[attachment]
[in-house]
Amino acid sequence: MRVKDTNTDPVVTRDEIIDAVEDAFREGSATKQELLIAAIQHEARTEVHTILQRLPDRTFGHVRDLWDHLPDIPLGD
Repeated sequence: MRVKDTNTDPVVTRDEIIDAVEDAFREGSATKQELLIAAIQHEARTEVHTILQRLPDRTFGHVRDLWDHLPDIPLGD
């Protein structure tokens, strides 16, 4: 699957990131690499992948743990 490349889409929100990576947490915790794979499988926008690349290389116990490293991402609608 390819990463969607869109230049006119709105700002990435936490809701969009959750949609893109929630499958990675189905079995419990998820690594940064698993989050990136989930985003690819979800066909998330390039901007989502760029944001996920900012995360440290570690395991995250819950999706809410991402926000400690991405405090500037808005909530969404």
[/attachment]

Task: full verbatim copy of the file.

[in-house]
Amino acid sequence: MRVKDTNTDPVVTRDEIIDAVEDAFREGSATKQELLIAAIQHEARTEVHTILQRLPDRTFGHVRDLWDHLPDIPLGD
Repeated sequence: MRVKDTNTDPVVTRDEIIDAVEDAFREGSATKQELLIAAIQHEARTEVHTILQRLPDRTFGHVRDLWDHLPDIPLGD
């Protein structure tokens, strides 16, 4: 699957990131690499992948743990 490349889409929100990576947490915790794979499988926008690349290389116990490293991402609608 390819990463969607869109230049006119709105700002990435936490809701969009959750949609893109929630499958990675189905079995419990998820690594940064698993989050990136989930985003690819979800066909998330390039901007989502760029944001996920900012995360440290570690395991995250819950999706809410991402926000400690991405405090500037808005909530969404």